Recently, I shared a blog post about what my husband and I have been through since 2019 when he lost his career of nine years. It has been a long, winding road of anxiety, fear, and financial frustrations. Still, along the way, we have both grown and learned from the experience.
I wouldn't wish the loss of a job on anyone--especially during a pandemic. However, the statistics show that we were not alone in our struggles. According to PEW Research, "The rise in the number of unemployed workers due to COVID-19 is substantially greater than the increase due to the Great Recession." The site notes that the unemployment rate in May of 2020 was at 13%, while during the height of the Great Recession in 2010, the unemployment rate was only 10.6%. Thus, I've come to learn that so many struggled with what my husband and I went through--and so many are still struggling.
Every battle in life, though, is a learning experience. We've come out the other side stronger, smarter, and more budget conscious. We've also learned quite a few tips that assure me that if we ever went through this again, we would handle it much better.
Below, I'm listing out some of the practical advice I have if you ever find yourself in a similar situation. These are real, actionable steps you can do now to regain some control in your life, even when it feels like all your plans are unraveling.
1. Get that resume and cover letter in order.
That was how long my husband and I had been out of the resume, cover letter, interview world. Suddenly, though, we were thrust back into all overnight when my husband's company furloughed him.
Immediately, I dusted off his resume and cover letter and got to work.
If it's been a while since you're in the job market or even if you recently got your job, it's always a good idea to do some updating. Ask yourself:
Some other tips I have learned from helping my husband:
2. Get your budget in order.
This is not the time to stick your head in the sand about your finances. This is a time to know exactly what your expenses are and where your money is going.
It is going to take some work to adjust your budget to fit your new situation. My husband and I sat down and actually created a budget for the first time when he lost his job. Up until then, we really just spent whatever and didn't worry about what was coming in, going out, and going to savings. As long as there was money in our account, we didn't worry about it.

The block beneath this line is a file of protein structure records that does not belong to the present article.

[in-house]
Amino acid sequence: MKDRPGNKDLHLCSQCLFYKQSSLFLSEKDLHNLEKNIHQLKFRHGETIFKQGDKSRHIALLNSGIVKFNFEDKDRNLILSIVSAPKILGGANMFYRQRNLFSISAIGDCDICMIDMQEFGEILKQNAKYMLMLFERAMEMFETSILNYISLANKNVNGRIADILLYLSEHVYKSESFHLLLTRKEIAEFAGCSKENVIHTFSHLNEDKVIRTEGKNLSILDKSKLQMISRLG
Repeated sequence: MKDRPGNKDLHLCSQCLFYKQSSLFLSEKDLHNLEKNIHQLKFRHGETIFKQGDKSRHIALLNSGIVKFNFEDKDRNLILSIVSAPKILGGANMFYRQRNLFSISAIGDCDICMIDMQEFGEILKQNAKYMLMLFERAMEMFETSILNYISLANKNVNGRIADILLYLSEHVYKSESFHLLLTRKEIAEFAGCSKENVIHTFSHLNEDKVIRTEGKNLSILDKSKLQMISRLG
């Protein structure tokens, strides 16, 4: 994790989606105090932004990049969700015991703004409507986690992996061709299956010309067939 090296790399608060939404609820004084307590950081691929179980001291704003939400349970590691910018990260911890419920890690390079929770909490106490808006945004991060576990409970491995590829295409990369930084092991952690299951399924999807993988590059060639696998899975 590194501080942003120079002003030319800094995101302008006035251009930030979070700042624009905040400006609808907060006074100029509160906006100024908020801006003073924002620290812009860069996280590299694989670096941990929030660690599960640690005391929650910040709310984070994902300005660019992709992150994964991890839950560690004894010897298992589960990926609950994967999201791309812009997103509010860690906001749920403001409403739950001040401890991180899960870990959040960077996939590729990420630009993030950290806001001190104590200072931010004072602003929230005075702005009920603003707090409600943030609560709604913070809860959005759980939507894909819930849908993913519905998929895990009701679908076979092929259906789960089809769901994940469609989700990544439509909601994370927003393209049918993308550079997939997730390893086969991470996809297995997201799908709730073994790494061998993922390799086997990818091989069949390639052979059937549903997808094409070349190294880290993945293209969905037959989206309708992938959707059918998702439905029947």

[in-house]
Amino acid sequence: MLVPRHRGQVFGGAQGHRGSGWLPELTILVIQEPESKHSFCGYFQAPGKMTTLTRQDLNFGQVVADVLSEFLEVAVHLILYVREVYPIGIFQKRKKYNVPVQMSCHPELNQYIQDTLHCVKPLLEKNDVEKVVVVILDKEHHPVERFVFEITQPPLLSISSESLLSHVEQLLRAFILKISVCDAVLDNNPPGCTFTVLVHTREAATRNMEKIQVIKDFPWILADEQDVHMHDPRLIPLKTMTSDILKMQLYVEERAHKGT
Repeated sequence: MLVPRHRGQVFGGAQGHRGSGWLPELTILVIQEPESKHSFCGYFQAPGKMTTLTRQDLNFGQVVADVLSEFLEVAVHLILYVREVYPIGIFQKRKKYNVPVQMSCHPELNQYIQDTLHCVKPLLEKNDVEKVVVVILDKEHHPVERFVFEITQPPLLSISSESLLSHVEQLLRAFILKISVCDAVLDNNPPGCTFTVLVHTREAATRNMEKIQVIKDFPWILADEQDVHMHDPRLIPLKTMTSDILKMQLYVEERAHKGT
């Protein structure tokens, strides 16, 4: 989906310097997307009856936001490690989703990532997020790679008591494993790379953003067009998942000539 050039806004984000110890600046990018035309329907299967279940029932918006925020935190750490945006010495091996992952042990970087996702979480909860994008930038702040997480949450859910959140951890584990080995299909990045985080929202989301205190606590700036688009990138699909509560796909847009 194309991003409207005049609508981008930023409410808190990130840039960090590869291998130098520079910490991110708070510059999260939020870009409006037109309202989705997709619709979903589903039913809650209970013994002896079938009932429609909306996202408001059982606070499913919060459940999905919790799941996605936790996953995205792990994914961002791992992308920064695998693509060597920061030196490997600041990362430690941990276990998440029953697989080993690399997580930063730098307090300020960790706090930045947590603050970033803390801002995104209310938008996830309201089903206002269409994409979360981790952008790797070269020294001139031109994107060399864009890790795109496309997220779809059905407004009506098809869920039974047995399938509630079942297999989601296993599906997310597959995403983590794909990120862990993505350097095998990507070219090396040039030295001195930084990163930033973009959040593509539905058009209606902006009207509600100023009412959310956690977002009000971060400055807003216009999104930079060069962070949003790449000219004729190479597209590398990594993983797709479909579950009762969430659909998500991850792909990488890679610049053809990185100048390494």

After he was furloughed, though, money was much, much tighter. Unemployment rarely replaces the whole income. Thus, we sat down and actually looked at our fixed expenses, sought to cut variable expenses, and tried to figure out how to spend as little as possible. We loved this online budget planner calculator to help us set targets and figure out exactly what to spend on different categories. It is also a great place to check in if you already have a budget and want to see if you are staying on track. We also found we could use this when he was considering jobs and we were seeing if we could make the salary work financially.
3. Sign-Up for a Job Board Online
Immediately after losing his job, my husband signed up for Indeed.com to keep his eye on prospects. This program emailed him any time a relevant job came open and allowed us to get his application in early and sometimes even first. It also helped us keep track of jobs we applied for and what qualifications employers were looking for.
They have a resume builder tool, too, if you are still struggling with step one. Definitely use all the features here to give yourself the best possible options.
4. Have patience.
When you or a spouse loses a job, you want to fix the problem as soon as possible. The anxiety and uncertainty surrounding the situation is so uncomfortable. Still, you need to have patience. This is not a situation that will resolve itself overnight. It has taken my husband over a year to get to a job he is passionate about and we know will be his forever job. In the meantime, he spent time working various jobs to help us get by and keep the budget going.
Don't be afraid to think outside the box in order to survive. There are several ways you can (legally!) make money and keep the household floating until you find the right opportunity. Keep throwing your hat in the ring, keep making smart choices, and keep looking for opportunities. But until then, be patient and know eventually, a door will open that will lead you to exactly where you belong--as long as you are prepared and have followed these steps.
Hang in there. I know it is so tough--but I promise it will get better. And as always, reach out if you need help!
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